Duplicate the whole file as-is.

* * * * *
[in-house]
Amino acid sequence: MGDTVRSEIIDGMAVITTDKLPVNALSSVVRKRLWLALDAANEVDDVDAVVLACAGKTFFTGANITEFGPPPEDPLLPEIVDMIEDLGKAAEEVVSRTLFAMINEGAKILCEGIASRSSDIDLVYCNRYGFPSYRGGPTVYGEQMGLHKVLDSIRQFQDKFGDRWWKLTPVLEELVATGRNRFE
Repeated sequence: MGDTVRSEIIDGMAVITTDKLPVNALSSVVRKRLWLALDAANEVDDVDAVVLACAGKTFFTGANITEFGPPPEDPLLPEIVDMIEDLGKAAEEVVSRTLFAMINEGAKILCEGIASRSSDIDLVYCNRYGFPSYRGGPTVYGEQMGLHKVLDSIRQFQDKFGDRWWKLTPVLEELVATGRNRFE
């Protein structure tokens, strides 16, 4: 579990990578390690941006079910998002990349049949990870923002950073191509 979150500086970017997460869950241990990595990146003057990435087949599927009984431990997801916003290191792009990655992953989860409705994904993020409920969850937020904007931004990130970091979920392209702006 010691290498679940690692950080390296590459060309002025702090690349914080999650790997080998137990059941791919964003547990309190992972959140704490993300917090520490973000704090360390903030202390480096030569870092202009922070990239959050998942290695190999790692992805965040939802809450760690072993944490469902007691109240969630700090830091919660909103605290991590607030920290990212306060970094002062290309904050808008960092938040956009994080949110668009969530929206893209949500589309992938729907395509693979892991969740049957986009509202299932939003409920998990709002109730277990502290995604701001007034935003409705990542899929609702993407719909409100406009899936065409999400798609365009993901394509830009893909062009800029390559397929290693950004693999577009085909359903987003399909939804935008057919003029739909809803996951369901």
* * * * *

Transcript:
[in-house]
Amino acid sequence: MGDTVRSEIIDGMAVITTDKLPVNALSSVVRKRLWLALDAANEVDDVDAVVLACAGKTFFTGANITEFGPPPEDPLLPEIVDMIEDLGKAAEEVVSRTLFAMINEGAKILCEGIASRSSDIDLVYCNRYGFPSYRGGPTVYGEQMGLHKVLDSIRQFQDKFGDRWWKLTPVLEELVATGRNRFE
Repeated sequence: MGDTVRSEIIDGMAVITTDKLPVNALSSVVRKRLWLALDAANEVDDVDAVVLACAGKTFFTGANITEFGPPPEDPLLPEIVDMIEDLGKAAEEVVSRTLFAMINEGAKILCEGIASRSSDIDLVYCNRYGFPSYRGGPTVYGEQMGLHKVLDSIRQFQDKFGDRWWKLTPVLEELVATGRNRFE
């Protein structure tokens, strides 16, 4: 579990990578390690941006079910998002990349049949990870923002950073191509 979150500086970017997460869950241990990595990146003057990435087949599927009984431990997801916003290191792009990655992953989860409705994904993020409920969850937020904007931004990130970091979920392209702006 010691290498679940690692950080390296590459060309002025702090690349914080999650790997080998137990059941791919964003547990309190992972959140704490993300917090520490973000704090360390903030202390480096030569870092202009922070990239959050998942290695190999790692992805965040939802809450760690072993944490469902007691109240969630700090830091919660909103605290991590607030920290990212306060970094002062290309904050808008960092938040956009994080949110668009969530929206893209949500589309992938729907395509693979892991969740049957986009509202299932939003409920998990709002109730277990502290995604701001007034935003409705990542899929609702993407719909409100406009899936065409999400798609365009993901394509830009893909062009800029390559397929290693950004693999577009085909359903987003399909939804935008057919003029739909809803996951369901």